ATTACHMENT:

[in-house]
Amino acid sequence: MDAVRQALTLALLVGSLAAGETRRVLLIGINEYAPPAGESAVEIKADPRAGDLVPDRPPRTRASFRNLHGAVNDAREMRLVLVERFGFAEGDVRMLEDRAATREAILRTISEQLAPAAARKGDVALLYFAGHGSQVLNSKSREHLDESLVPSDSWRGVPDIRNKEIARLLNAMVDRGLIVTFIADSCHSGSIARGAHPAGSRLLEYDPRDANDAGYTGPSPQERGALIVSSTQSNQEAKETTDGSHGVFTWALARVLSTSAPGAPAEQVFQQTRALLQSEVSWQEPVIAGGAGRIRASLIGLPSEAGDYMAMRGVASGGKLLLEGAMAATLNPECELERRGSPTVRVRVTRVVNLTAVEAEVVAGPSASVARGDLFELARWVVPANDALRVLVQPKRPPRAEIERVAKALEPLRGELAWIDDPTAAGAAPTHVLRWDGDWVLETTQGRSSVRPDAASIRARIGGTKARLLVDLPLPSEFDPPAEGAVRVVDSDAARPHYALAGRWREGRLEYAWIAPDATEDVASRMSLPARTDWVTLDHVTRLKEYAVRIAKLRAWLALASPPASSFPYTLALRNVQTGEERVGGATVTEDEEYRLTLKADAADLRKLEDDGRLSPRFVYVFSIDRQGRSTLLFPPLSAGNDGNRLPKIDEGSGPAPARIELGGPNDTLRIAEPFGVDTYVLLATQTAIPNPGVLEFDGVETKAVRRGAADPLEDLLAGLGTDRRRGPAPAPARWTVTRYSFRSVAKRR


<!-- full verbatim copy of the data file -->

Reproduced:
[in-house]
Amino acid sequence: MDAVRQALTLALLVGSLAAGETRRVLLIGINEYAPPAGESAVEIKADPRAGDLVPDRPPRTRASFRNLHGAVNDAREMRLVLVERFGFAEGDVRMLEDRAATREAILRTISEQLAPAAARKGDVALLYFAGHGSQVLNSKSREHLDESLVPSDSWRGVPDIRNKEIARLLNAMVDRGLIVTFIADSCHSGSIARGAHPAGSRLLEYDPRDANDAGYTGPSPQERGALIVSSTQSNQEAKETTDGSHGVFTWALARVLSTSAPGAPAEQVFQQTRALLQSEVSWQEPVIAGGAGRIRASLIGLPSEAGDYMAMRGVASGGKLLLEGAMAATLNPECELERRGSPTVRVRVTRVVNLTAVEAEVVAGPSASVARGDLFELARWVVPANDALRVLVQPKRPPRAEIERVAKALEPLRGELAWIDDPTAAGAAPTHVLRWDGDWVLETTQGRSSVRPDAASIRARIGGTKARLLVDLPLPSEFDPPAEGAVRVVDSDAARPHYALAGRWREGRLEYAWIAPDATEDVASRMSLPARTDWVTLDHVTRLKEYAVRIAKLRAWLALASPPASSFPYTLALRNVQTGEERVGGATVTEDEEYRLTLKADAADLRKLEDDGRLSPRFVYVFSIDRQGRSTLLFPPLSAGNDGNRLPKIDEGSGPAPARIELGGPNDTLRIAEPFGVDTYVLLATQTAIPNPGVLEFDGVETKAVRRGAADPLEDLLAGLGTDRRRGPAPAPARWTVTRYSFRSVAKRR